6th:
In all criminal prosecutions, the accused shall enjoy the right to a speedy and public trial, by an impartial jury of the State and district wherein the crime shall have been committed, which district shall have been previously ascertained by law, and to be informed of the nature and cause of the accusation; to be confronted with the witnesses against him; to have compulsory process for obtaining witnesses in his favor, and to have the Assistance of Counsel for his defence.

Re:US CON says otherwise (1, Troll)

FooGoo (98336) | more than 10 years ago | (#8359148)

Now your on the right track. Thats why the Supreme Court is getting involved and I believe they should. It's all about the constitution.

But this still has nothing to do with the Patriot Act.

watch it! (1)

segment (695309) | more than 10 years ago | (#8359091)


you're gonna hurt someone's feelings and they'll call you a liberal because they have nothing fruitful to add. Same people probably think USC in court means University of South Carolina. I pity the retaliation they'll post to you. And I'm glad you didn't post anything on how Ashcroft seeks to have all charges for everyone being charged with a crime maxed out for (yeehaw!) terrorist observation.

Re:watch it! (1)

FooGoo (98336) | more than 10 years ago | (#8359102)

I live in California. I'm used to it :)

Re:Why ... (4, Insightful)

zelurxunil (710061) | more than 10 years ago | (#8359090)

Re:Why ... (1)

FooGoo (98336) | more than 10 years ago | (#8359122)

That was an abuse of power by an unidentified imigration agent. He was and idiot and should be punished. Stupid people will do stupid things with or without the Patriot Act.

As the article itself states there where no violations of the Patriot Act.

Re:Why ... (-1, Troll)

tealover (187148) | more than 10 years ago | (#8358958)

Tell me which portions of the Patriot Act that trouble you.

You are familiar with the legislation you are deriding, are you not? Or are you typical?

Re:Why ... (5, Insightful)

Jim Starx (752545) | more than 10 years ago | (#8359181)

Tell me which portions of the Patriot Act that trouble you.

Blanket search warrents.

The real question is: (4, Insightful)

Trejkaz (615352) | more than 10 years ago | (#8359170)

Could anyone actually trust the US government at all.

This just keeps happening (5, Insightful)

Bobdoer (727516) | more than 10 years ago | (#8358848)

We tell them no, then they break it in to a bunch of pieces and do it anyway.
Why do we keep electing these people who keep misrepresenting us to represent us?

Re:This just keeps happening (1, Insightful)

Lane.exe (672783) | more than 10 years ago | (#8358894)

Because people are, on the whole, stupid. They vote for things because their coworkers/bosses/churches/friends tell them to vote for someone or something, or they just vote based upon party affiliation without actually checking on any issues that apply to them.

Re:This just keeps happening (1)

KanshuShintai (694567) | more than 10 years ago | (#8359137)

Also because politicians lie.

Re:This just keeps happening (5, Insightful)

kcbrown (7426) | more than 10 years ago | (#8358940)

We tell them no, then they break it in to a bunch of pieces and do it anyway. Why do we keep electing these people who keep misrepresenting us to represent us?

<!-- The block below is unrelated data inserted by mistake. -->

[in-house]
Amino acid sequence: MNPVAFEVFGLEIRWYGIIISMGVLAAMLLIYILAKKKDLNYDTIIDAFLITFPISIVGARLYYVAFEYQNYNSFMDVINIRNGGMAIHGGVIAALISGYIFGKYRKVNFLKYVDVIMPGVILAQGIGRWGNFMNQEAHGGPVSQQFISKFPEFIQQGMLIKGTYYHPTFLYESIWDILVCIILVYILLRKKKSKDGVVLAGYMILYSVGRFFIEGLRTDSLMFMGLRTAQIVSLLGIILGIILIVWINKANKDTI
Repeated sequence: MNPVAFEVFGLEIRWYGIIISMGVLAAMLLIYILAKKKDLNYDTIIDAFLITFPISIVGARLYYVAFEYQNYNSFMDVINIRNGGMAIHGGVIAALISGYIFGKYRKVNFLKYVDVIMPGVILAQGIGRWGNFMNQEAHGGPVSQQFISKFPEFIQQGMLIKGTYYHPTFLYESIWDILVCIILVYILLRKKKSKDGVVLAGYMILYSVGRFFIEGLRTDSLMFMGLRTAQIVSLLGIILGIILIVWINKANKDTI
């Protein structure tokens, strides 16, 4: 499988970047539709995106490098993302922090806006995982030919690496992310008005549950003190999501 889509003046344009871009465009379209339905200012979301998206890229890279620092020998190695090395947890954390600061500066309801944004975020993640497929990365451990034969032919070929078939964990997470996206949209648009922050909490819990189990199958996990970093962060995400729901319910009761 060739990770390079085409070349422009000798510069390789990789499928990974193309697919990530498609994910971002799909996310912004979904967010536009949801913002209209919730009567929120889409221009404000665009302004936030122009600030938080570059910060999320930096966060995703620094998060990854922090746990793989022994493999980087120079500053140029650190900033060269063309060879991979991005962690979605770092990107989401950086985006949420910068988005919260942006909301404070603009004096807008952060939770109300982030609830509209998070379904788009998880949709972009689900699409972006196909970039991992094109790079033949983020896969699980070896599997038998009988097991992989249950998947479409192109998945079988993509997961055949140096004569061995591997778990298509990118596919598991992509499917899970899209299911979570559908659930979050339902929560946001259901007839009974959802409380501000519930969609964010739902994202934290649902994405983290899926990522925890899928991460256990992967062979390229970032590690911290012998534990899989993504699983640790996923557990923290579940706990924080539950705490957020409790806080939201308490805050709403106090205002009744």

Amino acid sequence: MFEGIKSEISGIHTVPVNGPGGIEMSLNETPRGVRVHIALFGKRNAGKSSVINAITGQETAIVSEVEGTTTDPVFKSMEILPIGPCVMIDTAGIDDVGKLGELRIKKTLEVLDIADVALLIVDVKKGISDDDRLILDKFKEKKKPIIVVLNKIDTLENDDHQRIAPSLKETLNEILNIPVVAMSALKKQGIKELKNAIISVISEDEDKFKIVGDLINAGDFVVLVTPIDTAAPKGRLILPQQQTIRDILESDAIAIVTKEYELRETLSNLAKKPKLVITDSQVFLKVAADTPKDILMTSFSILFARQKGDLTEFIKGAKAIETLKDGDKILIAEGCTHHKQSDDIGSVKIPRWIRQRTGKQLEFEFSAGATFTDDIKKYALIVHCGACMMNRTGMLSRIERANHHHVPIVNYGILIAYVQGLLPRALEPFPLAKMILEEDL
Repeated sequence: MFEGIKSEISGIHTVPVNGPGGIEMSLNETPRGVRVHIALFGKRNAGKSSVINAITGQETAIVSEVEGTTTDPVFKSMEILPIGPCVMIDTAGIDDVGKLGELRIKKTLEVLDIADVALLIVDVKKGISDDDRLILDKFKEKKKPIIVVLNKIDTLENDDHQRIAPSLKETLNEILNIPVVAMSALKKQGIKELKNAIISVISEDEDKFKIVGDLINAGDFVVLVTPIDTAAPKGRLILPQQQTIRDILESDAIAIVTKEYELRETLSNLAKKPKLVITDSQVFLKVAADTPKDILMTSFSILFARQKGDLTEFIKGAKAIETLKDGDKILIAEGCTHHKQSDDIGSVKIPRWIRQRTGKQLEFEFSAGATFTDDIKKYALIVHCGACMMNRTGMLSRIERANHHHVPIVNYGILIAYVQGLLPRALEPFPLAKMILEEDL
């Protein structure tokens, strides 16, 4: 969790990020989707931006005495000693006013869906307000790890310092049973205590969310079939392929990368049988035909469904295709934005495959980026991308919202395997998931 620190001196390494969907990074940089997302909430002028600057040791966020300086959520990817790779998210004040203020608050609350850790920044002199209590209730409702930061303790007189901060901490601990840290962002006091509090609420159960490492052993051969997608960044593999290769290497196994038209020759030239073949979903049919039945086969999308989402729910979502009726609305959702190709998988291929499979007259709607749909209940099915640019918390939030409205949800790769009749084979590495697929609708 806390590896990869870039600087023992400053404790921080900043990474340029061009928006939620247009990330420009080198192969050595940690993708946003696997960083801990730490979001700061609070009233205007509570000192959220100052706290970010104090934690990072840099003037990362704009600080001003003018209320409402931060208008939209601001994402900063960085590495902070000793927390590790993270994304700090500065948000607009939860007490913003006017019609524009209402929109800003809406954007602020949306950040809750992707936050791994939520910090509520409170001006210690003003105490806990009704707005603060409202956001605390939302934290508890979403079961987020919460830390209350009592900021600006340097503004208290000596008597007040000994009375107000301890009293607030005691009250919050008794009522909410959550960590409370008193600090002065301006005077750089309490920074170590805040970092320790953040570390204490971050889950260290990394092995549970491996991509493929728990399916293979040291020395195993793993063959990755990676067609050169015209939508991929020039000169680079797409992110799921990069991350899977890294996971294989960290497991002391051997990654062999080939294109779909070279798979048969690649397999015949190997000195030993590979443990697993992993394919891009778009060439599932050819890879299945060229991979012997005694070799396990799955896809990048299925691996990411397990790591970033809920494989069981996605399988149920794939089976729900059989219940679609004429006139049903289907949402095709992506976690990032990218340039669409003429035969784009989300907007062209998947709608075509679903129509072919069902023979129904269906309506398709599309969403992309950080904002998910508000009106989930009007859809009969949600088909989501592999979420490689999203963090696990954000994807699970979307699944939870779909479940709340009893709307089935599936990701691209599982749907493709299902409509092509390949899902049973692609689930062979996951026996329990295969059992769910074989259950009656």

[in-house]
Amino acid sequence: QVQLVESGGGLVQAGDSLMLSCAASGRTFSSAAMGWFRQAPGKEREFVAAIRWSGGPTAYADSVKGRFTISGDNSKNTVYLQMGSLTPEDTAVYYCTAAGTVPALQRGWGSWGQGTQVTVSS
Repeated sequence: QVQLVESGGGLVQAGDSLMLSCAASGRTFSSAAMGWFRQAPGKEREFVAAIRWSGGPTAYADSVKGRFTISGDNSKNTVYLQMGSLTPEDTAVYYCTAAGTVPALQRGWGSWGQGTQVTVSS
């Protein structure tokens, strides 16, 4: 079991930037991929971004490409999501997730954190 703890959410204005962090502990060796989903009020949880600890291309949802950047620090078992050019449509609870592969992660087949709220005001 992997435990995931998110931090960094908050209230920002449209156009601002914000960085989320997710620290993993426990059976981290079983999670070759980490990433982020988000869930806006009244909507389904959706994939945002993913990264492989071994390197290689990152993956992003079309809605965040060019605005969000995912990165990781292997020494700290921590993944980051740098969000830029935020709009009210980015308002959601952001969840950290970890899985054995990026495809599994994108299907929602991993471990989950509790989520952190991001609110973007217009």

Because you can only elect from those people on the list that is essentially chosen for you. And you don't get much of a say in who goes on that list.

Those with Power (those who own and/or control this country's largest corporations) choose who get on that list and "sell" it to you via their mass media outlets.

And the end result is that the only people you can realistically choose from are people who will not represent you, but who will represent Those with Power. It's why the "democracy" part of the "democratic republic" title for the U.S. is a lie.

Re:This just keeps happening (4, Interesting)

whovian (107062) | more than 10 years ago | (#8359067)

Very Insightful, +2.

Now how do Those with Power "sell" to the public? By voicing the standard fare benefit programs that lead to better healthcare, better education, defense, lowered taxes, creation of new jobs, consumer protections, etc.

After your post, I can't help but view these things as being dangling fishing lures baited with carrots.

Nothing stopping it now. (4, Interesting)

OverlordQ (264228) | more than 10 years ago | (#8358854)

Take a look at the bottom of any of the ARDA [ic-arda.org] pages. See the little webmaster mail link? See the domain it goes to? ardaweb@nsa.gov [mailto] . I think that since the NSA has gotten a hold of it, there's not much you can do about it . . unless you want to disappear.

Re:Nothing stopping it now. (4, Informative)

Erwos (553607) | more than 10 years ago | (#8358985)

Yes, because we know an organization composed of crypto-geeks and engineers is completely equipped to make you disappear.

NSA's not in the business of making people disappear. The program is public. Do you think they make every concerned citizen disappear? Please. Don't take movies as documentaries.

In fact, NSA tends to be one of the more non-threatening agencies when it comes to dealing with protestors. Remember the infamous tea party, when they just met the protestors at the fence, gave them some tea, and asked them about any specific issues they had? They're not quite that loose anymore, but I'd really be more concerned with Homeland Security than NSA.

-Erwos

leaving the wet work for the big guys... (0)

Anonymous Coward | more than 10 years ago | (#8359054)